What made the soup exceedingly good was the quality and freshness of the ingredients, and the method used for cooking. Over the long, frigid Montreal winters, we cooked batch after batch of sous vide butternut squash, and pureed them with a splash of cream for a velvety soup with vivid color. Night after night, I filled bowls with the rich potage, and topped it with delicacies such as seared foie gras, sauteed wild black trumpet mushrooms, and a pomegranate juice reduction. Sublime.
Today’s recipe is inspired by those upscale bowls of soup: a simple combination of apple, squash and onion, seasoned with salt, and thinned with a little cream. Garnished with diced apples, it’s fall in a bowl; and yes, it was cooked sous vide.
Now, I’m a fan of simple soup from scratch, and will be the first to admit that a sharp knife and a sturdy pot are the only requirements for a good soup, be it rustic, roasted or rich. Alternately, I also have enough of a background in professional cooking to know that ingredients slowly cooked in a water oven (or sous vide) will yield a superior soup.
Ten years ago, when I was manning the stove in various restaurants, the culinary term ‘sous vide’ was virtually unknown to anyone outside of processionals. Now, thanks to crazy-popular TV shows such as Top Chef, Master Chef, and Iron Chef, sous vide is fast gaining on culinary terms such as ‘braising’ or ‘searing’. There are even cookbooks devoted to the subject such as Under Pressure: Cooking Sous Vide and Sous Vide: Help for the Busy Cook.
When the kind folks behind Sous Vide Supreme contacted me to try one of their counter top water ovens, I agreed, as I was eager to see this beautiful new home version for myself. It has been really fun to recreate some of the recipes for my family I had tucked away from my restaurant days.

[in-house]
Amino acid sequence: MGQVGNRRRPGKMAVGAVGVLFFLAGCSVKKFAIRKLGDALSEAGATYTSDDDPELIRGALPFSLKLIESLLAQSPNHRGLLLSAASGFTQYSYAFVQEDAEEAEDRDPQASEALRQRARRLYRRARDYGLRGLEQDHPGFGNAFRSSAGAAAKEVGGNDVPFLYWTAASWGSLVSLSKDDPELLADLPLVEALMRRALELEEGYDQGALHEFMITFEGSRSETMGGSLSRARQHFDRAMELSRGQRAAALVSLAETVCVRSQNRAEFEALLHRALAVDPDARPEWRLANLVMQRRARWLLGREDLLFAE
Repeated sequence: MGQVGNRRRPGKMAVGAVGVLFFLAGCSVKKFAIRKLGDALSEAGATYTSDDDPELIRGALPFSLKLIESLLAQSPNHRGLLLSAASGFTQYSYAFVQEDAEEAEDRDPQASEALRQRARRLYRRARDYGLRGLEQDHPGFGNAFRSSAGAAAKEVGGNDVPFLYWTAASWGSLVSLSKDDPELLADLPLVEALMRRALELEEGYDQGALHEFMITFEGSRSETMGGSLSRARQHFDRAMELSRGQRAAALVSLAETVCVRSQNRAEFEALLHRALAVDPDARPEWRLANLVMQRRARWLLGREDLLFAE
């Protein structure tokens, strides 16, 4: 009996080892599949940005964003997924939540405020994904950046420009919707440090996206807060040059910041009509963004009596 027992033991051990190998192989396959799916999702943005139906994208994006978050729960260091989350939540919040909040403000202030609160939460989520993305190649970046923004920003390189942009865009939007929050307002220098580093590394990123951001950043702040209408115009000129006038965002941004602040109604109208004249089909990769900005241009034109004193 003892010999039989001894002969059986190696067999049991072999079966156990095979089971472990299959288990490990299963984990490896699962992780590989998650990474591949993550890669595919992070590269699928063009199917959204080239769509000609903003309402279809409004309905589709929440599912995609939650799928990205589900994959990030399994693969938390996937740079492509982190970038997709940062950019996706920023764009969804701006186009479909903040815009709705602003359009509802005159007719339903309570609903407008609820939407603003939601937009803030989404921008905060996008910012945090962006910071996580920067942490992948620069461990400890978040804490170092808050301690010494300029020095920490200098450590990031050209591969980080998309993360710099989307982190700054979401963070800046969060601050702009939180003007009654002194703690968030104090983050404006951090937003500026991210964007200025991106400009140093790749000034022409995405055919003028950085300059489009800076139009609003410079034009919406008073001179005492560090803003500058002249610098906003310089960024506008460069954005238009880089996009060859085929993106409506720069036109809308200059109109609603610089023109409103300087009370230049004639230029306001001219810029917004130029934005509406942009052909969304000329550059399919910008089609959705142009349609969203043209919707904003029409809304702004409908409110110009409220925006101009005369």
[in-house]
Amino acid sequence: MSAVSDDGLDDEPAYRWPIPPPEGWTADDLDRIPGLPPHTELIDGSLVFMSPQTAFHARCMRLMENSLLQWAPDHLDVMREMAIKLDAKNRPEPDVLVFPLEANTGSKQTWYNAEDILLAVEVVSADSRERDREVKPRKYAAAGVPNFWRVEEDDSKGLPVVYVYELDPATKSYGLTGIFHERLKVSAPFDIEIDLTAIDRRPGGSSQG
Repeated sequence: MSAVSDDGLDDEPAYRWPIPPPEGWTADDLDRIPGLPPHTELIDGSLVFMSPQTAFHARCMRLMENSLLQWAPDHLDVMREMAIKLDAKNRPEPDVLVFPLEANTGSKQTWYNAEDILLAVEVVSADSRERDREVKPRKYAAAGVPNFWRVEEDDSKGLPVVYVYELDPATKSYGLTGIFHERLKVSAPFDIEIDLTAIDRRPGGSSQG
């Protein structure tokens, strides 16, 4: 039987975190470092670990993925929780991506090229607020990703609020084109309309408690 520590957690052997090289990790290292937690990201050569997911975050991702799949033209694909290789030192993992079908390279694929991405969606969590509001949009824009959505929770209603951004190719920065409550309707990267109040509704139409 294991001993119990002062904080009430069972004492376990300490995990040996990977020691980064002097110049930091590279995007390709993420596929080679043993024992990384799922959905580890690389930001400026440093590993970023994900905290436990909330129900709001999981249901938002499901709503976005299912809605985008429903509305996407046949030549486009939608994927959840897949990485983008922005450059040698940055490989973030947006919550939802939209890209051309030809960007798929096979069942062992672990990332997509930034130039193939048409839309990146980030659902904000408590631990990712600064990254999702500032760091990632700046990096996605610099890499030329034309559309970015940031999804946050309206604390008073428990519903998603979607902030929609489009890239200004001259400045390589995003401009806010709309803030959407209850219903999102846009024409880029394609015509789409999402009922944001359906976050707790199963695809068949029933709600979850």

Danny, armed with his copy of Cooking for Geeks, is pretty excited to get into sous vide cooking. Being our resident numbers guy, he of course loves the science behind the sous vide method and I’m more than happy to let him share the kitchen.
I can see the sous vide supreme working out very well for our family thanks to my background and Danny’s obsession with temperature. We’ll keep you posted.
What is ‘sous vide’? It means to cook food in vacuum-sealed pouches, submerged in a water bath held at a precisely controlled temperature. Sous vide means “under vacuum” in French, as you can see from the images above. The first photo is before cooking, the second is after. (There’s a helpful video on the Sous Vide Supreme website that explains the cooking method with a great visual.)
What makes a sous vide soup superior? When cooked slowly, in a water bath, vegetables and fruits retain their full color and flavor as well as undergo a remarkable transformation in texture. Once pureed, the flavors seem intensified, and the resulting texture is soft and velvety. With just one bite of this soup, Danny was smitten.
We’re going to be enjoying it all winter long.
|5-ingredient Butternut Squash & Apple Soup (sous vide)|| |
- 1 medium butternut squash, peeled and sliced
- 1 large tart apple, such as Granny Smith, cored and sliced
- 1/2 onion, sliced, or 6 green onions, ends trimmed
- 1 teaspoon sea salt
- 3/4 cup light cream
- Fill 2/3 full with water and preheat the sous vide unit to between 182 and 185 degrees F.
- Place the sliced squash, apple and onion into a large, one-gallon food-grade pouch. Vacuum seal the bag to remove as much air as possible.
- Submerge the pouch in the sous vide unit and cook for 2 hours until the squash and apples are quite soft. Check the pouches after 20 minutes to make sure they’re fully submerged. If they are floating, weigh them down with a mug or other heavy object.
- When the squash is cooked, remove the pouch from the Supreme, and pour the contents into a blender. Puree until smooth.
- Add sea salt and cream and puree again. Taste and add more salt if you like. Serve hot, garnished with diced apple if desired.
Are you familiar with cooking sous vide? Is it a technique you would like to learn more about?